Support for same-sex marriage in Michigan has increased to 56.8 percent, a 12.5 percent increase from the previous year, according to a new statewide poll.
The poll, conducted by the Chicago-based Glengariff Group on 600 registered voters, found that 54 percent would repeal Michigan’s ban on same-sex unions and replace it with an amendment allowing marriage equality.
The Detroit News reports:
The poll, which was conducted from May 8 to Friday, found at least 90 percent of Michigan voters favor some legal protections for homosexuals, while at least 65 percent favor changes to laws allowing for civil unions, inheritance rights, adoption, domestic benefits and hate crime protections. The poll had a margin of error of plus or minus 4 percentage points.[…]
Support for it increased among voters who identify themselves as Republicans to 36.5 percent this year from 20 percent last year. It rose to 50.6 percent from 36 percent among independents and to 75 percent from 71 percent among Democrats over the same period, the poll found.
A majority of younger voters favor same-sex marriage. Regionally, support is strongest in southeast Michigan, the poll found. It was weakest in western Michigan, 42 percent, and mid-Michigan, 38 percent.
Weekly churchgoers were the biggest opponents — with 58 percent against the marriages, the poll found.
Now consider a similar poll from 2004 when Michigan passed a constitutional amendment banning same-sex unions. That poll found that only 24% of Michigan voters supported gay marriage. “I don’t think I’ve ever seen a policy question move as quickly as this one,” said Glengariff president Richard Czuba.
A number of factors contributed to the shift, which has been felt nationwide, including increased visibility, increased acceptance and bipartisan support. However, the GOP-controlled legislature has blocked efforts to include sexual orientation and gender identity in the state’s non-discrimination law, the Elliott Larsen Act. Similar legislation is planned, as is a push for the repeal of the ban on the 2016 ballot.
With neighboring Midwestern stalwart Minnesota becoming the 12th state to legalize gay marriage, is it much longer before LGBT Michiganders are taking a gander at wedding registries?
Our conservative controlled state would never put it up to a vote because they knew it would pass and our state is gerrymandered so badly that I don’t think we could vote the conservatives out without a massive ideological shift in the small towns. 🙁
@vklortho: Voters in Michigan can initiate a constitutional amendment without the legislature. After submitting a proposed amendment, backers must collect signatures “equal in number to at least 10 percent of the total vote cast for all candidates for governor at the last preceding general election at which a governor was elected.”
For the 2014 election, that would be 322,608 signatures.
This is what I am saying all along. For almost all US states, waiting is not the only option, in fact it’s not even the best option.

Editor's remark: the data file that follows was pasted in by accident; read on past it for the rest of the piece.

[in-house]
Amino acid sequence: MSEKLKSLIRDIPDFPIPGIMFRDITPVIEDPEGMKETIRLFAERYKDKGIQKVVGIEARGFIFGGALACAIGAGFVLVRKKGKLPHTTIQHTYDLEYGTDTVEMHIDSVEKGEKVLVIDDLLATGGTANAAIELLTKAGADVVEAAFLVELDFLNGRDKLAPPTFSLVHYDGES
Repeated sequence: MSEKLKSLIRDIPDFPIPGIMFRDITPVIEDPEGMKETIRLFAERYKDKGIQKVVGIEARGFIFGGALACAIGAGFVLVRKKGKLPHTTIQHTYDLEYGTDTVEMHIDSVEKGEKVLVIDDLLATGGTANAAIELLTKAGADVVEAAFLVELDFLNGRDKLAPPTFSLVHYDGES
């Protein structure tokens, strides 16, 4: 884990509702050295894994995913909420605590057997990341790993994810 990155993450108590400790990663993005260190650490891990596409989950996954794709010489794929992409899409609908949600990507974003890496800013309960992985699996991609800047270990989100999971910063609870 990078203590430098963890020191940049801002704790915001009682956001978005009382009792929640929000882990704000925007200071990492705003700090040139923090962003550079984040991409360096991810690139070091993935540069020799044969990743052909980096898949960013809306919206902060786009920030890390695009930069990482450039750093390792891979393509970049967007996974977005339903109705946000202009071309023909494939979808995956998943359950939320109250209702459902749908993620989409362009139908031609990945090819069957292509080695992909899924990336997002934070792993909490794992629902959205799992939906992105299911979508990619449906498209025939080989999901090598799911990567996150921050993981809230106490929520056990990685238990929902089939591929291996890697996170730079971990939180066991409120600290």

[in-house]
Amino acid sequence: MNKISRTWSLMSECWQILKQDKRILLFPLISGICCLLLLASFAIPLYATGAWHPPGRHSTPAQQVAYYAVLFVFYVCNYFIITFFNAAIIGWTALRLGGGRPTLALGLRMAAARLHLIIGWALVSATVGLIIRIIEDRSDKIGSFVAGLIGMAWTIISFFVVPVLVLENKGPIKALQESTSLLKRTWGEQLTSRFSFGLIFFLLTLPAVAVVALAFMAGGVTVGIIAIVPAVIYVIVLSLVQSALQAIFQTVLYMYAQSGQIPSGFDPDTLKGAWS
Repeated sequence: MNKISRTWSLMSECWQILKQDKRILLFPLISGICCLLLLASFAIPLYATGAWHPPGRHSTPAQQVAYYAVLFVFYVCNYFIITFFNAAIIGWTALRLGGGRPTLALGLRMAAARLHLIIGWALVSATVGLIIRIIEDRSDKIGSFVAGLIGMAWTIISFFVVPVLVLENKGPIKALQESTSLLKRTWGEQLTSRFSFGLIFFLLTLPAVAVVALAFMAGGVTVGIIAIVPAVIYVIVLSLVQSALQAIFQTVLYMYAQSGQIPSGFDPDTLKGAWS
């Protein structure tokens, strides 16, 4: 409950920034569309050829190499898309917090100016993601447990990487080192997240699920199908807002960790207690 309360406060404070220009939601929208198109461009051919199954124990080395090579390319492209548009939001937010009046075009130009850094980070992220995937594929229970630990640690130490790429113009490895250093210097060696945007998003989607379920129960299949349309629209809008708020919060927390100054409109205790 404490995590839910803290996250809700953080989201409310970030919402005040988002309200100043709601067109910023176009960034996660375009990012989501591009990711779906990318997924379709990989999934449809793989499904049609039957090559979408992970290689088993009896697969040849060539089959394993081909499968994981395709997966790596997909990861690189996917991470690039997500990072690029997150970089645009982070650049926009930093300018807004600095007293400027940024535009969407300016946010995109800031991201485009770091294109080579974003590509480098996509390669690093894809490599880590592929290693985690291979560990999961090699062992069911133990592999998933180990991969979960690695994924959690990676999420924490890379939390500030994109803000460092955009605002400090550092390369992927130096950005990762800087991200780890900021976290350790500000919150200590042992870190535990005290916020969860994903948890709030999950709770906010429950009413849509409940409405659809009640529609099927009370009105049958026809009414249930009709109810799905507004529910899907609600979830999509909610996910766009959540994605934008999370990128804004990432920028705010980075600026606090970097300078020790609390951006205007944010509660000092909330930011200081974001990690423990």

Even Virginia is ready
ROFL about the great shift. First, virtually no one wanted gay marriage… now they’re fighting over who gets to be next??? Oh, the joy, the atmosphere, the silliness of the religious right in the first place! Next,in Ring # 2…………
The Tedious Right is on the wrong side of history. The internet will never let them forget what was said about our community during these stressful times. Nancy “Wiggling” Elliot of New Hampshire, Maggie Gallagher, John Boehner, Princeton’s Robert P. George and his gang of NOM-skulls, McCain, Palin, Bachmann, and all the rest, here on Gallagher’s Isle….will have their egregious words held up for scrutiny. Formaldehyde jars will house their carcasses for future generations to ogle what true discrimination and bigotry looks like. They may have to split Maggie lengthwise to get her on the shelf, but let’s hope she doesn’t regenerate, as some planarian worm, into Maggie-squared. shudder.
Poll, schmoll. The only poll that matters is the one at the ballot box, and opponents are way more motivated to turn out in order to vote against same-sex marriage equality than the mostly apathetic ‘supporters’ are. There are also a lot of people who only vote in the presidential election, and others who will also vote for their federal and state representatives while ignoring local issues and the ballot questions.
I’ve seen no evidence that the big money supporters of the ban are prepared to roll over and play dead, either.
As a reminder, Michigan’s amendment is only second to Virginia’s in its broadness, banning any agreement other than one man/one woman for any purpose. The religious right remains very much opposed to same-sex unions being granted any form of status, which they consider to be ‘sanctioning sin’, and they are a significant voting block in this state (especially on the west side of the state).
So I ain’t holding my breath for equality to come to Michigan.
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